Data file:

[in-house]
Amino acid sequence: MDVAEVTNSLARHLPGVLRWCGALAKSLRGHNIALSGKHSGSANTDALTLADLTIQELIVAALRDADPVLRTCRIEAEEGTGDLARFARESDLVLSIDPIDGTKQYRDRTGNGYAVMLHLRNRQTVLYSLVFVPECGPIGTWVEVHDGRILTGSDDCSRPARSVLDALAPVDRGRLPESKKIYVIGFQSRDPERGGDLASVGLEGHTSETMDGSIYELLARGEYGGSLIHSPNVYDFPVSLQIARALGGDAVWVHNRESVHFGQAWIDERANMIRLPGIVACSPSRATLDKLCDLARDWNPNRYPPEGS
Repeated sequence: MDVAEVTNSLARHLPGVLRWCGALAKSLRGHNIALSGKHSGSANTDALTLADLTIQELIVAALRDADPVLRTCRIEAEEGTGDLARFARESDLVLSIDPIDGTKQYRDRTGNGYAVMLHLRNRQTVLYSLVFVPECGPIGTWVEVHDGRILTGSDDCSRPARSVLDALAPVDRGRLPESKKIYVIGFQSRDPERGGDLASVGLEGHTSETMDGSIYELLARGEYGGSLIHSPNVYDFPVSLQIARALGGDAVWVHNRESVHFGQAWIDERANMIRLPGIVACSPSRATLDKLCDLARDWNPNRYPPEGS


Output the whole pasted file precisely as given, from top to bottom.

[in-house]
Amino acid sequence: MDVAEVTNSLARHLPGVLRWCGALAKSLRGHNIALSGKHSGSANTDALTLADLTIQELIVAALRDADPVLRTCRIEAEEGTGDLARFARESDLVLSIDPIDGTKQYRDRTGNGYAVMLHLRNRQTVLYSLVFVPECGPIGTWVEVHDGRILTGSDDCSRPARSVLDALAPVDRGRLPESKKIYVIGFQSRDPERGGDLASVGLEGHTSETMDGSIYELLARGEYGGSLIHSPNVYDFPVSLQIARALGGDAVWVHNRESVHFGQAWIDERANMIRLPGIVACSPSRATLDKLCDLARDWNPNRYPPEGS
Repeated sequence: MDVAEVTNSLARHLPGVLRWCGALAKSLRGHNIALSGKHSGSANTDALTLADLTIQELIVAALRDADPVLRTCRIEAEEGTGDLARFARESDLVLSIDPIDGTKQYRDRTGNGYAVMLHLRNRQTVLYSLVFVPECGPIGTWVEVHDGRILTGSDDCSRPARSVLDALAPVDRGRLPESKKIYVIGFQSRDPERGGDLASVGLEGHTSETMDGSIYELLARGEYGGSLIHSPNVYDFPVSLQIARALGGDAVWVHNRESVHFGQAWIDERANMIRLPGIVACSPSRATLDKLCDLARDWNPNRYPPEGS